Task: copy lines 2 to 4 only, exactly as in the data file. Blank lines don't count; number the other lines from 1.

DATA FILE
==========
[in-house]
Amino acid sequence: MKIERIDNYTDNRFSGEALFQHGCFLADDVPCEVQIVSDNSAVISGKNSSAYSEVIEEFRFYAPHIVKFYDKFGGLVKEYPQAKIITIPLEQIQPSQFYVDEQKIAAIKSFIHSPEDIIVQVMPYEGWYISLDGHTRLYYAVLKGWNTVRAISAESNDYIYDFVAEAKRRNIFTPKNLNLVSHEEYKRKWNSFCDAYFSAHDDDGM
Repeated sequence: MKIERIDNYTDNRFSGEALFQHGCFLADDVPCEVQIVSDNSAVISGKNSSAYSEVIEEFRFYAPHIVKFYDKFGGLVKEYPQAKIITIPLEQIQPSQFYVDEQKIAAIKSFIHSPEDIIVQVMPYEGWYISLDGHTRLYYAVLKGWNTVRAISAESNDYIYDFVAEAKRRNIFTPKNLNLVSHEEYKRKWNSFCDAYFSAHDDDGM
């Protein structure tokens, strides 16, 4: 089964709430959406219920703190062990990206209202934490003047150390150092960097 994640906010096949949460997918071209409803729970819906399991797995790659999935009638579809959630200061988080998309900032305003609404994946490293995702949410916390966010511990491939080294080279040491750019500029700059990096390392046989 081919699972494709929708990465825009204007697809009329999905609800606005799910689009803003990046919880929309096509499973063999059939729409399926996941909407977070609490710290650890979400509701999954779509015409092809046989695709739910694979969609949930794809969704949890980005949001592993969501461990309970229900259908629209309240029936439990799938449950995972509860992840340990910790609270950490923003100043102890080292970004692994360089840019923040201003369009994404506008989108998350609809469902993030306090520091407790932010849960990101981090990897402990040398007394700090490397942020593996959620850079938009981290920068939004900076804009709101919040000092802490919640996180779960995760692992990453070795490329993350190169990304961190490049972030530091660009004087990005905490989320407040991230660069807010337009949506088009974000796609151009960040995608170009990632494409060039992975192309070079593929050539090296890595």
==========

Amino acid sequence: MKIERIDNYTDNRFSGEALFQHGCFLADDVPCEVQIVSDNSAVISGKNSSAYSEVIEEFRFYAPHIVKFYDKFGGLVKEYPQAKIITIPLEQIQPSQFYVDEQKIAAIKSFIHSPEDIIVQVMPYEGWYISLDGHTRLYYAVLKGWNTVRAISAESNDYIYDFVAEAKRRNIFTPKNLNLVSHEEYKRKWNSFCDAYFSAHDDDGM
Repeated sequence: MKIERIDNYTDNRFSGEALFQHGCFLADDVPCEVQIVSDNSAVISGKNSSAYSEVIEEFRFYAPHIVKFYDKFGGLVKEYPQAKIITIPLEQIQPSQFYVDEQKIAAIKSFIHSPEDIIVQVMPYEGWYISLDGHTRLYYAVLKGWNTVRAISAESNDYIYDFVAEAKRRNIFTPKNLNLVSHEEYKRKWNSFCDAYFSAHDDDGM
């Protein structure tokens, strides 16, 4: 089964709430959406219920703190062990990206209202934490003047150390150092960097 994640906010096949949460997918071209409803729970819906399991797995790659999935009638579809959630200061988080998309900032305003609404994946490293995702949410916390966010511990491939080294080279040491750019500029700059990096390392046989 081919699972494709929708990465825009204007697809009329999905609800606005799910689009803003990046919880929309096509499973063999059939729409399926996941909407977070609490710290650890979400509701999954779509015409092809046989695709739910694979969609949930794809969704949890980005949001592993969501461990309970229900259908629209309240029936439990799938449950995972509860992840340990910790609270950490923003100043102890080292970004692994360089840019923040201003369009994404506008989108998350609809469902993030306090520091407790932010849960990101981090990897402990040398007394700090490397942020593996959620850079938009981290920068939004900076804009709101919040000092802490919640996180779960995760692992990453070795490329993350190169990304961190490049972030530091660009004087990005905490989320407040991230660069807010337009949506088009974000796609151009960040995608170009990632494409060039992975192309070079593929050539090296890595």